Calls for interpreters to become legal requirement for NHS providers

Alex Stewart, chief executive of Healthwatch Norfolk. Picture: DENISE BRADLEY

Alex Stewart, chief executive of Healthwatch Norfolk. Picture: DENISE BRADLEY - Credit: Copyright: Archant 2018

Health watchdogs are calling for interpreters to be made a legal requirement for all healthcare settings after a survey exposed worrying gaps in the service.

As part of national research, Healthwatch Norfolk quizzed people with English as their second language about their experiences of accessing healthcare in the county.

The study found a number of concerning difficulties felt by these people as they attempted to use of health services in the region.

Among them was a Russian woman who felt she could not ask the right questions and a Romanian man who said he "never" received interpretation at his GP.

Participants also raised concerns that they were forced to enlist the help of friends or neighbours to interpret for them - meaning sharing intimate, personal details about medical conditions.

As a result of the findings, bosses at the watchdog are calling for interpreters to be made a legal requirement in all healthcare settings and for a co-ordinated translation service to be set up across all levels of health and social care.

Alex Stewart, chief executive of Healthwatch Norfolk, said: "This report does not make comfortable reading, especially set against the context of the imminent arrival of refugees from Ukraine.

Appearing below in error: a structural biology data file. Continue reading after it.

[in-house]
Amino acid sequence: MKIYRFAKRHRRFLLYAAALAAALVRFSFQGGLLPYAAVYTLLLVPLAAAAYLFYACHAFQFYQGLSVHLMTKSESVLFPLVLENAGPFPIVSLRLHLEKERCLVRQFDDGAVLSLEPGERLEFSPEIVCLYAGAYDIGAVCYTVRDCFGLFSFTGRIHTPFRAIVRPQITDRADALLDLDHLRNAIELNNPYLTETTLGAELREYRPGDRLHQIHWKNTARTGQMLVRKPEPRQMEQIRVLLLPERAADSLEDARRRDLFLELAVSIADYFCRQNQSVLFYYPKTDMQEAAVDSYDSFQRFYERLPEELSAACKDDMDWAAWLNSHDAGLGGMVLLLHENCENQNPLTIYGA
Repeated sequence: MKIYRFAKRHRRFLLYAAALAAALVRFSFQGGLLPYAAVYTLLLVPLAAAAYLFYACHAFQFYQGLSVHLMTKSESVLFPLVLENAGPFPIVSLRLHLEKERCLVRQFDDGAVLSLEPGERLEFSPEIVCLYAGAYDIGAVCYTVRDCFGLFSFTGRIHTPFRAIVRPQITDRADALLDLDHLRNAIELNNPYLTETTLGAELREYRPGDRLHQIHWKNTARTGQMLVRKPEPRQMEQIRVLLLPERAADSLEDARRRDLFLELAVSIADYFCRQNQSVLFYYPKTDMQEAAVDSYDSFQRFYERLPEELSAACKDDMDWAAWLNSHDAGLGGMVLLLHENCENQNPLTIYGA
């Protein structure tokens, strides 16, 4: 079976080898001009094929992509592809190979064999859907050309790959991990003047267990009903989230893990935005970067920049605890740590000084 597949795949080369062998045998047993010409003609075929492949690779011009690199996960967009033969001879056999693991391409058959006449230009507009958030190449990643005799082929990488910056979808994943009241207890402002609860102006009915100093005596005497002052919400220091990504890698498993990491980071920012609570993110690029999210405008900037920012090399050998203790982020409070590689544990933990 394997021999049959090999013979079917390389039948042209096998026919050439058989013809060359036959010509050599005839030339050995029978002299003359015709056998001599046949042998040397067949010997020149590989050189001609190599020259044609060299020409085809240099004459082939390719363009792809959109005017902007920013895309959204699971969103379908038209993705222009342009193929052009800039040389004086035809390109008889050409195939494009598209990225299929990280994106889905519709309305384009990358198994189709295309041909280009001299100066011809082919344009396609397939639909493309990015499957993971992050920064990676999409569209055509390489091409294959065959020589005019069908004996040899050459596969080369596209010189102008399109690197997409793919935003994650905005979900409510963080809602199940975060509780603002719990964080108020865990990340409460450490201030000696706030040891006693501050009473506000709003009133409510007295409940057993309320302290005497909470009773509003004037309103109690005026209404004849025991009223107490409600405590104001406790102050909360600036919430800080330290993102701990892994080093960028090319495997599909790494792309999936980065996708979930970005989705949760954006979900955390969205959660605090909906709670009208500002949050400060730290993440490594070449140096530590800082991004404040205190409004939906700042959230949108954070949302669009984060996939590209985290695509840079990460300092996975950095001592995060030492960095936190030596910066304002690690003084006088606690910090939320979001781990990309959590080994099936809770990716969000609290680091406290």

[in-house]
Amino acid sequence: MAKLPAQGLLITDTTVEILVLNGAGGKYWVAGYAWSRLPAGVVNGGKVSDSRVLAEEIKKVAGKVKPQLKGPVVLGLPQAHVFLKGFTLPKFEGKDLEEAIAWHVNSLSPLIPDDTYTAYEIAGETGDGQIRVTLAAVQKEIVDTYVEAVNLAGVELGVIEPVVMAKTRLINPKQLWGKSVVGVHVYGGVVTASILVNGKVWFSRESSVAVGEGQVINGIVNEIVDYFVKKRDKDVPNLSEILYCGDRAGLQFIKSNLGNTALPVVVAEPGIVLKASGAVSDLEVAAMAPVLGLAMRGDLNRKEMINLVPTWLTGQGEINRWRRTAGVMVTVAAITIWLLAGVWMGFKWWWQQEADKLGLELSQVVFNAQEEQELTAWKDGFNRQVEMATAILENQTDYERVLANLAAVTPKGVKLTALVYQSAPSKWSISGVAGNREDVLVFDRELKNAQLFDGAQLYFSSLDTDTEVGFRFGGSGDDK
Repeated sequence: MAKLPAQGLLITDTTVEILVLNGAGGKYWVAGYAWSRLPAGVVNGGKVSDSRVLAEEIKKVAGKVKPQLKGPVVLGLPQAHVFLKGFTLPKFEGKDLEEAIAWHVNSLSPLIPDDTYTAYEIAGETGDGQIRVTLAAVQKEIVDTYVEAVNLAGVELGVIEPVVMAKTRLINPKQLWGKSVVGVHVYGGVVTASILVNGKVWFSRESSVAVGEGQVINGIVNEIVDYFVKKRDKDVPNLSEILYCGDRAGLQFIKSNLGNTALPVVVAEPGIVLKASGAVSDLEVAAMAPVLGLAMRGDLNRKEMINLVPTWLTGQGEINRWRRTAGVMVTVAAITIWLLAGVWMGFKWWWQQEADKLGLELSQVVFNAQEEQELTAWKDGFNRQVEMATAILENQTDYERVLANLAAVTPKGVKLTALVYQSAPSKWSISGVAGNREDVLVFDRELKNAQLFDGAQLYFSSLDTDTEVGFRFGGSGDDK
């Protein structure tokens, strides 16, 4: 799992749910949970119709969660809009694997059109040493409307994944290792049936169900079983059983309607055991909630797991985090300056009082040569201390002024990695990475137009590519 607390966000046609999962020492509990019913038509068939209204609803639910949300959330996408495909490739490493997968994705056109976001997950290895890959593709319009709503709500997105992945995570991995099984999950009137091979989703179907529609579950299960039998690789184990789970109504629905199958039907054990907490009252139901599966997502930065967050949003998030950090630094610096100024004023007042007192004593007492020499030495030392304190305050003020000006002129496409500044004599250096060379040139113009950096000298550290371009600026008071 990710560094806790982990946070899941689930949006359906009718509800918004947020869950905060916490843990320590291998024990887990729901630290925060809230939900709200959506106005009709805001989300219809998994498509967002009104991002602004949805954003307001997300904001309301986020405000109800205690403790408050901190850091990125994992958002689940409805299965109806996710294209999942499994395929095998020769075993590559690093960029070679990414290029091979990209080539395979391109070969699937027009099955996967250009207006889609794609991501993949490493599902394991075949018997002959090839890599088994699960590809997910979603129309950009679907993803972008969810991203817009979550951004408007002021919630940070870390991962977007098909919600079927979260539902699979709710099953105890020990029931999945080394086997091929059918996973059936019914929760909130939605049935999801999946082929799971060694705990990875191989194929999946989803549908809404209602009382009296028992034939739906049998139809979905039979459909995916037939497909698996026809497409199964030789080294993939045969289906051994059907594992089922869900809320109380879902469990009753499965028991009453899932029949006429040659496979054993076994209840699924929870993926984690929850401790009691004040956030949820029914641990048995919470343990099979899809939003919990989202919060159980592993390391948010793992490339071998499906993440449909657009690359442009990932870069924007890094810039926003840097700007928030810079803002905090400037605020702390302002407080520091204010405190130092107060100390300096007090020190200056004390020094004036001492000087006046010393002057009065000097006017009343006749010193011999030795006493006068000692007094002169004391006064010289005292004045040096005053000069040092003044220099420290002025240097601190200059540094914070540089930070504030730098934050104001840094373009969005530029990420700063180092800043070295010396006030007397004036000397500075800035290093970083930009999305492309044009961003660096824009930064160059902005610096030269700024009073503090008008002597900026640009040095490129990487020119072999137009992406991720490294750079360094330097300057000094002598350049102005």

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"We have heard from patients who are having to share intimate medical details with members of their community as the only means of being able to communicate with their doctor, as well as general concerns about interpreter access.

"This is a big hurdle towards offering equal healthcare for all.

"People's language and nationality should not be a barrier to getting help. Putting the requirement for translation in law will help ensure people will get the care they need - regardless of their nationality.

"There is also the wide-ranging issue which we come across regularly of different departments and areas of health and social care not talking to each other.

"As we move towards greater integration, this is the ideal time to have a system that flags up individual patient needs and ensures they are met at every level of their healthcare journey.

"The days of asking a friend or neighbour to translate intimate and personal medical information must end."

Case studies

A Russian woman living in Norfolk told the survey: "I have regular consultations every three months and the conversation is very short and usually the same.

"Sometimes I feel like they treat you as if you are in a slaughterhouse. One comes, one goes.

"I do not feel I am in safe hands but I have no other options.

"Although my appointments are routine, sometimes I may have questions that I want to ask, but I cannot because I wouldn't know how to say it in English - so I keep quiet."

A Romanian man who also participated, added: "At the GP surgery, we never receive an interpreter. At the hospital, we do manage to have one all the time. Even over the phone we get an interpreter."